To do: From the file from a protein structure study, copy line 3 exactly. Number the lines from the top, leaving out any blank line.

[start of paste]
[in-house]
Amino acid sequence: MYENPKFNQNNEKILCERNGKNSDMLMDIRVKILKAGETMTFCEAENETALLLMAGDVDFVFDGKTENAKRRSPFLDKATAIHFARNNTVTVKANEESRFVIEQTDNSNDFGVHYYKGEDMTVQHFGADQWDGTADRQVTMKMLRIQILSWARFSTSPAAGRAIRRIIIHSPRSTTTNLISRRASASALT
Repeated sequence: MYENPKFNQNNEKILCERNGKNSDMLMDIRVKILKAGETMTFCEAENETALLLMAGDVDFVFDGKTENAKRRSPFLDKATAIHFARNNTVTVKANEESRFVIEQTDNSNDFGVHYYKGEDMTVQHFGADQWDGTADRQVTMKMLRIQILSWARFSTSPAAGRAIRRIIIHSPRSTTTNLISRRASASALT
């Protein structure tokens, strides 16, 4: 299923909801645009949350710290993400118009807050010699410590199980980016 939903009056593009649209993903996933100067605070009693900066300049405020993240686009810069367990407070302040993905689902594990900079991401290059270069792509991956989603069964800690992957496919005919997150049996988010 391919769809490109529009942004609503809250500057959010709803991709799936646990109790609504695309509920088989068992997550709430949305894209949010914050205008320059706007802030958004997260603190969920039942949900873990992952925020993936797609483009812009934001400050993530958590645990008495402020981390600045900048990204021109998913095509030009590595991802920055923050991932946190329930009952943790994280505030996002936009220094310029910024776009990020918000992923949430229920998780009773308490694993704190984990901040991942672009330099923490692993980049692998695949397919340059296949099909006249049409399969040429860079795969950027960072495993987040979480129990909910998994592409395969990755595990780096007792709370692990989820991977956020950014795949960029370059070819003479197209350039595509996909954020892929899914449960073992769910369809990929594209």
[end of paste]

Repeated sequence: MYENPKFNQNNEKILCERNGKNSDMLMDIRVKILKAGETMTFCEAENETALLLMAGDVDFVFDGKTENAKRRSPFLDKATAIHFARNNTVTVKANEESRFVIEQTDNSNDFGVHYYKGEDMTVQHFGADQWDGTADRQVTMKMLRIQILSWARFSTSPAAGRAIRRIIIHSPRSTTTNLISRRASASALT